Low-Cost Medical Tourism vs. The High Prices of the Two Cartels: Big Insurance and Big Medicine
Medical Tourism is a spontaneous order or sorts that has grown steadily to escape the increasingly high prices of the cartelized U.S. health care system. A cartelized system is one where price discovery is prevented or impeded, and I can't think of a better example of than the U.S. health care system, where one cartel, the Insurance Industry (MP: "Big Insurance"), negotiates prices and services with another cartel, the Medical Industry (MP: "Big Medicine").
This "Health Care Insurance Model" is, of course, protected and encouraged by the State, which not only enforces the high barrier of entry into either cartel, but also treats health insurance as a non-taxable employment benefit compared to income. It should be no surprise that "cartel pricing discovery" results in a "crisis" in terms of the "high cost of health care."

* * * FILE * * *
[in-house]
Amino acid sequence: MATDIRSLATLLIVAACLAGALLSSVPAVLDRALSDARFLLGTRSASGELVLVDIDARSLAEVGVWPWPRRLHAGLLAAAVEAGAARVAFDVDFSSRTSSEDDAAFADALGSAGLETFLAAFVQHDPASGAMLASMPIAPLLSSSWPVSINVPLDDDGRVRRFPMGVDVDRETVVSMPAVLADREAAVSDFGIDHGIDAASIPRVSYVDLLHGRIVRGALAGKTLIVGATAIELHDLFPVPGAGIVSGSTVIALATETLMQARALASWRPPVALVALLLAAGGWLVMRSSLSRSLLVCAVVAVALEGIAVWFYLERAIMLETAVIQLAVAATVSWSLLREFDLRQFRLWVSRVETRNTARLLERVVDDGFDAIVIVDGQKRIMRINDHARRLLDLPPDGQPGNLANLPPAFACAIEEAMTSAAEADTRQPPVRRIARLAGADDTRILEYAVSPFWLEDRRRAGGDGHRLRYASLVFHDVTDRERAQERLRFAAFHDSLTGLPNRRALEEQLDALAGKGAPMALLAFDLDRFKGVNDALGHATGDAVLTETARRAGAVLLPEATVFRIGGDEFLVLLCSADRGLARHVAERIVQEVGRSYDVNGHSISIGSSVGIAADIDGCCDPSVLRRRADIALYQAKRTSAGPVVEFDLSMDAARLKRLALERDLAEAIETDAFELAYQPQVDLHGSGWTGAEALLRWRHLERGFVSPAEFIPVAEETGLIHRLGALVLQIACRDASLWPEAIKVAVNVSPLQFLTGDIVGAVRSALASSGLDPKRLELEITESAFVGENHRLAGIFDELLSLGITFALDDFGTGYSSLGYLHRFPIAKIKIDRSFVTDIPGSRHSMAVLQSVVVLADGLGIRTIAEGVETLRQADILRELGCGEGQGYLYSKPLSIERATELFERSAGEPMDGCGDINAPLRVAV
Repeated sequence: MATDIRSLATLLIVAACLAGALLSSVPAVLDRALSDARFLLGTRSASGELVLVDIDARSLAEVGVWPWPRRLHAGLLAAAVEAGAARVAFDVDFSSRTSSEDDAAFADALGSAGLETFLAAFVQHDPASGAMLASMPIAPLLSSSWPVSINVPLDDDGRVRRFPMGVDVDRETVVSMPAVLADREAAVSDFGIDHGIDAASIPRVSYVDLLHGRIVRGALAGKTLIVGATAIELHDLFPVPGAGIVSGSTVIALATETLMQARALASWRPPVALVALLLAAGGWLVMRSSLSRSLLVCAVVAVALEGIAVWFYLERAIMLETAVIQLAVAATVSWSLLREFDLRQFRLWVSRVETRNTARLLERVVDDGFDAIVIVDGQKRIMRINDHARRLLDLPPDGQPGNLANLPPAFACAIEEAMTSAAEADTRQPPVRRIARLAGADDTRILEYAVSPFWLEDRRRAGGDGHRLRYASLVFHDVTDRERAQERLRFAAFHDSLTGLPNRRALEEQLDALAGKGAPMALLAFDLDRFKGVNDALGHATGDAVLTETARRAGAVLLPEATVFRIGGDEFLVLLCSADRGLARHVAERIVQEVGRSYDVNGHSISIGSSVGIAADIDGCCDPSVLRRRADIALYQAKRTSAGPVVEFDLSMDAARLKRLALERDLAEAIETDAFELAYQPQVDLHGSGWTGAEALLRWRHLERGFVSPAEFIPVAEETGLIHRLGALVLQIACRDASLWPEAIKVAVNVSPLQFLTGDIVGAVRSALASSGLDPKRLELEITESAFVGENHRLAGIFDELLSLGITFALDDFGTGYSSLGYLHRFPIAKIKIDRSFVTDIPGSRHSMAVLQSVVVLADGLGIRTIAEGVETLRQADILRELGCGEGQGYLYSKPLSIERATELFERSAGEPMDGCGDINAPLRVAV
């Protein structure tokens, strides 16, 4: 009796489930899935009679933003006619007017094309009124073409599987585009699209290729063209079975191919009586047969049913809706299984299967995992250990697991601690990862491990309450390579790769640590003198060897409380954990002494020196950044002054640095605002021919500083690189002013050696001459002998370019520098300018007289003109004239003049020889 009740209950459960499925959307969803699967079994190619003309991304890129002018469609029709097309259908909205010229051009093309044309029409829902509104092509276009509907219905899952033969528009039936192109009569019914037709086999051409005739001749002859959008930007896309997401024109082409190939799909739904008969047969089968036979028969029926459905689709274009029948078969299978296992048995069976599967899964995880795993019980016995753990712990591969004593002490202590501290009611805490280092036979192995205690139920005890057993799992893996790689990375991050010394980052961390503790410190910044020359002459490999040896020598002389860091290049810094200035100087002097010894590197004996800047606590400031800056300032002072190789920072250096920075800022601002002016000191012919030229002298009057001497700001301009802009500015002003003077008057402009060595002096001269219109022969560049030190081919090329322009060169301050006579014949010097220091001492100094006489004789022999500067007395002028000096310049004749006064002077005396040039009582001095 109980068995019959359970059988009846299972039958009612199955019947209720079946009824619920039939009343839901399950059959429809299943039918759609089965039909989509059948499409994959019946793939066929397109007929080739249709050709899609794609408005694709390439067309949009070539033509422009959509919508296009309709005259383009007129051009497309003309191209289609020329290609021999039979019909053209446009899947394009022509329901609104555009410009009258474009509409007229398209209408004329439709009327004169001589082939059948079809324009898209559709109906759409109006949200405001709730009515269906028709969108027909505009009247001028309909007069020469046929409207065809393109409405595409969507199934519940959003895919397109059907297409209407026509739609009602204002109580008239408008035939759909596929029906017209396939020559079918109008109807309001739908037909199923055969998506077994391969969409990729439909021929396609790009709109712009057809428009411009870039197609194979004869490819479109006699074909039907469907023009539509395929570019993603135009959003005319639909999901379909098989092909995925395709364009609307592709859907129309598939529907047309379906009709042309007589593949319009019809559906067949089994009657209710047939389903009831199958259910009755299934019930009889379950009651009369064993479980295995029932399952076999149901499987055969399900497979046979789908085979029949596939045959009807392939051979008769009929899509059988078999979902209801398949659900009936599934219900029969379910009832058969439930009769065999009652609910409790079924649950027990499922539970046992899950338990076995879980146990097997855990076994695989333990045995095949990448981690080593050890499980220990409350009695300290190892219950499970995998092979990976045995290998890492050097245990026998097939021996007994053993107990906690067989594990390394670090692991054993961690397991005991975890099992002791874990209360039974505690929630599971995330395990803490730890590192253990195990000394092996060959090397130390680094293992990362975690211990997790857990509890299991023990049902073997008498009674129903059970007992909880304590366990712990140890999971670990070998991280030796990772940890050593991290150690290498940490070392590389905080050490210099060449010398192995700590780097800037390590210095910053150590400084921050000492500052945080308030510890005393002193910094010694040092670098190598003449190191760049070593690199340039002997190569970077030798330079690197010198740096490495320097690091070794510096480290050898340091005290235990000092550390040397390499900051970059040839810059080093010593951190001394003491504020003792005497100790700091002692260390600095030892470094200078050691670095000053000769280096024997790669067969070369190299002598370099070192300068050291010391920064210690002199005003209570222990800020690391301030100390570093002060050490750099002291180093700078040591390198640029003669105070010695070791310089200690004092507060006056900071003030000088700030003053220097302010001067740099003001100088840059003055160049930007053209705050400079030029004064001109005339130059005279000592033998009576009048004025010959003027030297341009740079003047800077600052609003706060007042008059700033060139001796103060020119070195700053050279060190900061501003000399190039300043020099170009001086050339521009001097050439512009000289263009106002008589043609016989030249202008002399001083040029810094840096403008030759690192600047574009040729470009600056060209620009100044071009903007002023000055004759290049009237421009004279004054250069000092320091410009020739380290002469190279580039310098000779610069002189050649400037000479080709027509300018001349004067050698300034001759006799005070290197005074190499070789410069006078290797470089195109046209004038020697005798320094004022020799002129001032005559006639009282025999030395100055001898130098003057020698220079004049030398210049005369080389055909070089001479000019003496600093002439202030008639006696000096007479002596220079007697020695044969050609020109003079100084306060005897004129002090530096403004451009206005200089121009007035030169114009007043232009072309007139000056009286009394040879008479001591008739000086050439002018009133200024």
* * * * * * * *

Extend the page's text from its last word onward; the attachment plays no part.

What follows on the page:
Today, the high prices of the cartelized health insurance model has now led many to adopt the language of "rights" when it comes to health care. Typically, high prices are not blamed on cartelization, but rather on market failure, for example, on "information asymmetry," or "inelastic demand," or whatever. However, if high prices were truly a case of market failure, then, obviously, there should be no medical tourisim market. That there are such markets indicates empirically that high prices have nothing to do with market failure, and thus appeals to health care as a positive right, i.e, a "coercive claim," should be examined skeptically. The more statists chirp about the "right" of health care, the more the medical tourism markets seem to exponentially expand.
~"Free Market Medicine"
HT: Ben Cunningham